Schrödinger Fellow Katharina Mahr on the road in Hungary. In the reed area of a national park she is on the trail of the bearded tit. © Ádám Lendvai

On my hands there are countless mosquitoes trying to get breakfast. Floating next to me is a dead carp, which an otter has nibbled on but then abandoned. A spider is running down my spine, and so is a trickle of sweat. Suddenly, I hear a cry behind me: “Run!” My right foot fails to hit firm ground, my left one gets stuck in the mud. I fall over and feel the muddy water run into my waders. Arms flailing, I grab a bundle of reeds, cut my finger, pull myself up and trudge off. Two tiny birds are hanging in the net in front of us. – We have finally caught the breeding pair we have been watching for a fortnight.

This was our daily routine amid the reeds of the “Hortobágyi Halastó”, a complex of fish rearing ponds situated in the large Hortobágyi National Park. Over time, it has turned into a small nature and wildlife gem, attracting spectators from all over the world with its abundance of species and the spectacular migration of cranes in the autumn. I, however, have been attracted to this area and the nearby university town of Debrecen by something else: the hormone named “insulin-like growth factor-1” (IGF-1).

Hormones, behaviour, birds ...

While IGF-1’s mode of action is well understood, our knowledge is limited to studies from clinical research and farm animal science. IGF-1 has been identified as one of the potential key factors determining individual “life histories”, i.e. growth, development, ageing processes and reproduction. It is surprising, therefore, that these aspects have hardly been studied in wild animals with a view to their significance for the day-to-day life of organisms in their natural environment.

This is the very question that Ádám Lendvai and his team at the Department of Evolutionary Zoology and Human Biology at the University of Debrecen are investigating. Adam’s laboratory is one of the few that measure IGF-1 in the blood of songbirds. Having collaborated before, and given our shared enthusiasm for ornithology and behavioural ecology, we quickly came up with the idea for the project “The role of IGF-1 in reproductive life history”. Based on my previous work in sexual selection and reproductive biology, I am particularly interested in how IGF-1 influences reproductive strategies (breeding behaviour, for instance) and the ornaments in the plumage of songbirds that are so important in choosing a mate. The bearded reedling (Panurus biarmicus) serves as the study species. It is particularly interesting for the issues under study owing to its rapid reproductive cycle, its socially monogamous pair bonding and the striking marking of its plumage.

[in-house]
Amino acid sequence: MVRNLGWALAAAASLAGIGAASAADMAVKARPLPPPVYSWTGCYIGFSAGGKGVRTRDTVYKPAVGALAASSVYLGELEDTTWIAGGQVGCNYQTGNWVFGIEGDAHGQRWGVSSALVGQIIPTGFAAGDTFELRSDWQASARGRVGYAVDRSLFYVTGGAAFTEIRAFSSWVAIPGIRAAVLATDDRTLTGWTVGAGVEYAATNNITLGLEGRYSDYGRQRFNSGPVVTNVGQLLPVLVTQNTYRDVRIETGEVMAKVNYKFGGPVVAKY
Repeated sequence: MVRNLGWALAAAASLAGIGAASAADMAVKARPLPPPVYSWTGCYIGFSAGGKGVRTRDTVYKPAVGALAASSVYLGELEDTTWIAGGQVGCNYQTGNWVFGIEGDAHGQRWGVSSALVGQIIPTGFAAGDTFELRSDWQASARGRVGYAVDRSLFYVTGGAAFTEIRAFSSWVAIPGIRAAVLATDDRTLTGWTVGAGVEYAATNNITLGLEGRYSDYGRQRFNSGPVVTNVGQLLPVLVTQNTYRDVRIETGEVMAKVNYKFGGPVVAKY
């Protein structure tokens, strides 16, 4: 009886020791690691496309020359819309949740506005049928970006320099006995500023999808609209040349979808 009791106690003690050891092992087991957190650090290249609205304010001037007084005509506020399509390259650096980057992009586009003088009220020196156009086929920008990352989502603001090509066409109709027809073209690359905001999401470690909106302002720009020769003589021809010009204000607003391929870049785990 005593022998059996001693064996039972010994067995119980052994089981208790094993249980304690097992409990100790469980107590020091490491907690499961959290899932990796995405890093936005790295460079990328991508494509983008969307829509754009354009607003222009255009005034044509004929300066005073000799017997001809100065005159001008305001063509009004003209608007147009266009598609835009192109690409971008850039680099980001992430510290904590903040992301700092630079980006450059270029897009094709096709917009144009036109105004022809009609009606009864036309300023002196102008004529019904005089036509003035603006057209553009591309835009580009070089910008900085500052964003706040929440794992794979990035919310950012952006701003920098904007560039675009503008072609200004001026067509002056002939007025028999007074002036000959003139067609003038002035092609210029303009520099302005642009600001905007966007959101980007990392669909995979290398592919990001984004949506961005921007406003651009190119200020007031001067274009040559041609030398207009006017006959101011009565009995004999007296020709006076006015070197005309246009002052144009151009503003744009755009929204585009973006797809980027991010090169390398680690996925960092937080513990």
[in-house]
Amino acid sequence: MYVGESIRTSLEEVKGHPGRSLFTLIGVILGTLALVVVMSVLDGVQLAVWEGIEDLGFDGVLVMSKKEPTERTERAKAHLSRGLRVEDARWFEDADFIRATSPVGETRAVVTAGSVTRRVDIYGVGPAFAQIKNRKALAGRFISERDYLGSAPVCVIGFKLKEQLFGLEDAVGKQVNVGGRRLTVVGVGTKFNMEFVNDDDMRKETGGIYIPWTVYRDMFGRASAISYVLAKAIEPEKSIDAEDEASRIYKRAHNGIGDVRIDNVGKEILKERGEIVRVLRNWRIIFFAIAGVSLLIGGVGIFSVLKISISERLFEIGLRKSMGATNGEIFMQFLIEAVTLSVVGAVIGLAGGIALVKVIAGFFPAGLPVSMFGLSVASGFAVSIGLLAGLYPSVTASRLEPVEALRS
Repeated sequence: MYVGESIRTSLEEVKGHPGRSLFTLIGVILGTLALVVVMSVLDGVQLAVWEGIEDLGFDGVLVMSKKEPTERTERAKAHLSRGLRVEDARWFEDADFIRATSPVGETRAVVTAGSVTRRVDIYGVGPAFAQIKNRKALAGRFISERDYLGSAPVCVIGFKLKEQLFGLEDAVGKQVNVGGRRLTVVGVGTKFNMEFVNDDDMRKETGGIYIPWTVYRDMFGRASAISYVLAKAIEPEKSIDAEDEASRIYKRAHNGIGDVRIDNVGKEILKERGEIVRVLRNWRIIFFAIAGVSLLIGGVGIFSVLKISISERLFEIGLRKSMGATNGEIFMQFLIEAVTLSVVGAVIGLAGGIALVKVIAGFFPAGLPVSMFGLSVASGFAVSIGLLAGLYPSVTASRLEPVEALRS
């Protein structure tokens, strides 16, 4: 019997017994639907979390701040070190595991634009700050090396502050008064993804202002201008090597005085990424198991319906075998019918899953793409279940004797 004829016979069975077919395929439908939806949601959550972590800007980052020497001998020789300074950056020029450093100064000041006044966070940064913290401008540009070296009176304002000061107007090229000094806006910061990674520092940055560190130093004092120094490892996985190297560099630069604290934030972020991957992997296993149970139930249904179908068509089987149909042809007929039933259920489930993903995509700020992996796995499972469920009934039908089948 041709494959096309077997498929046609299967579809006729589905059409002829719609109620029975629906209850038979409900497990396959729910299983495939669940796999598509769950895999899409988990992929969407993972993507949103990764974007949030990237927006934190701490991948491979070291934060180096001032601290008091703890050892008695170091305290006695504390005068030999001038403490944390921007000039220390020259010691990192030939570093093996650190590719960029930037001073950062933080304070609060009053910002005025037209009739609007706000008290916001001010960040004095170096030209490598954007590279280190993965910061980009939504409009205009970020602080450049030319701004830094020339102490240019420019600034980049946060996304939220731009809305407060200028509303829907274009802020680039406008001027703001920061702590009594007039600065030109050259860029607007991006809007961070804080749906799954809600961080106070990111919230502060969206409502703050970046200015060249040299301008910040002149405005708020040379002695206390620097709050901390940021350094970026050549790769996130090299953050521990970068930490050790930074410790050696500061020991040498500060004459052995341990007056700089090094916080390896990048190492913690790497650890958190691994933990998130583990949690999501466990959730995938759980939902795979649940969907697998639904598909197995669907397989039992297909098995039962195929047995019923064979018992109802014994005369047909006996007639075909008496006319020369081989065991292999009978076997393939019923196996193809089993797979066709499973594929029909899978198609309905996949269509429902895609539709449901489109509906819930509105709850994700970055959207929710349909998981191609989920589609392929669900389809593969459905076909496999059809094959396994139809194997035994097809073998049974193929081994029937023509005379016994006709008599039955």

... and a great deal more

Not only did I spend a lot of time in the lab and in the reeds learning new techniques and collecting samples and data (breeding behaviour, plumage characteristics), I also fondly remember some surprises outside of science that Debrecen had in store for me. A wine tasting in the famous Tokaj wine region that my colleagues organised, for instance. I was also allowed to take part in an exclusive excursion to the herd of Przewalski's horses in the Hortobágyi National Park, and I often enjoyed patient company when doing my weekly shopping at the market hall, where lots of culinary treats beckon.

At home in the lockdown

Shortly after I began my return phase in the spring of 2020 collecting data at the Konrad Lorenz Institute for Comparative Behavioural Research at the University of Veterinary Medicine in Vienna, Covid-19 became a real issue in Austria. The fact that the breeding season of the bearded reedling coincided with the lockdown was a problem, and since exchanges between Vienna and Debrecen were no longer possible, the collection and evaluation of our data also became more complicated. But by joining forces, being flexible, having a bit of luck and investing an enormous amount of work we nevertheless managed to complete the project successfully.

The Erwin Schrödinger Fellowship was a unique opportunity for me. Many adversities notwithstanding, the great cooperation had many positive sides. Among the positive outcomes I count not only publications, one or two ideas and even project proposals, but also many wonderful memories. Overall, the research stay in Hungary broadened my horizons in many ways.

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